African Zion

Author : Edith Bruder
ISBN : 9781443838689
Genre : History
File Size : 84.56 MB
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Over the last hundred years, in Africa and the United States, through a variety of religious encounters, some black African societies adopted – or perhaps rediscovered – a Judaic religious identity. African Zion grows out of a joined interest in these diversified encounters with Judaism, their common substrata and divergences, their exogenous or endogenous characteristics, the entry or re-entry of these people into the contemporary world as Jews and the necessity of reshaping the standard accounts of their collective experience. In various loci the bonds with Judaism of black Jews were often forged in the harshest circumstances and grew out of experiences of slavery, exile, colonial subjugation, political ethnic conflicts and apartheid. For the African peoples who identify as Jews and with other Jews, identification with biblical Israel assumes symbolical significance. This book presents the way in which the religious identification of African American Jews and African black Jews – “real”, ideal or imaginary – has been represented, conceptualized and reconfigured over the last century or so. These essays grow out of a concern to understand Black encounters with Judaism, Jews and putative Hebrew/Israelite origins and are intended to illuminate their developments in the medley of race, ethnicity, and religion of the African and African American religious experience. They reflect the geographical and historic mosaic of black Judaism, permeated as it is with different “meanings”, both contemporary and historical.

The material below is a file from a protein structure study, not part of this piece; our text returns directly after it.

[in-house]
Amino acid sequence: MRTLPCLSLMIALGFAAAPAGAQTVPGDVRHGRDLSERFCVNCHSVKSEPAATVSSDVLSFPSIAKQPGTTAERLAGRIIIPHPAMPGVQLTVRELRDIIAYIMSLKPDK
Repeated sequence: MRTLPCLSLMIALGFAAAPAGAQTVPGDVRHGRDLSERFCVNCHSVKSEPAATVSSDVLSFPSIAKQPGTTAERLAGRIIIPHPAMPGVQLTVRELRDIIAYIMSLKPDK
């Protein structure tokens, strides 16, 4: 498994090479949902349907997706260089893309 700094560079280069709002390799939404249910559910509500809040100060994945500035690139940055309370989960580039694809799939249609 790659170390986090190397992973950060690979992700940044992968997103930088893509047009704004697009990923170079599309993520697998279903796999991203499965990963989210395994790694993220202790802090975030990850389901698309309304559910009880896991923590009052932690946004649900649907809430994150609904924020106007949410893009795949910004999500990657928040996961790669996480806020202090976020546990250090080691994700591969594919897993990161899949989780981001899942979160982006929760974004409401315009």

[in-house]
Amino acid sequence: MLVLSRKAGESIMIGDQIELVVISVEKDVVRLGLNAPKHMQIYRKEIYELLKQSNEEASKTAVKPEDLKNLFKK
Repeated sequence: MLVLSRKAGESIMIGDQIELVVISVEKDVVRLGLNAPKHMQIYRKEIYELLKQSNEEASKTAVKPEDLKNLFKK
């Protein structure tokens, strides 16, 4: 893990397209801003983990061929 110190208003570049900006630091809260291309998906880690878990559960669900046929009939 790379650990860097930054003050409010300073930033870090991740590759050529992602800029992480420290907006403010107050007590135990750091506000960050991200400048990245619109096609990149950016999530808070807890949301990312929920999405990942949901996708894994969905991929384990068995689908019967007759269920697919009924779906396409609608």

Category: History

Blow The Trumpet In Zion

Author : Iva E. Carruthers
ISBN : 1451409893
Genre : Religion
File Size : 85.44 MB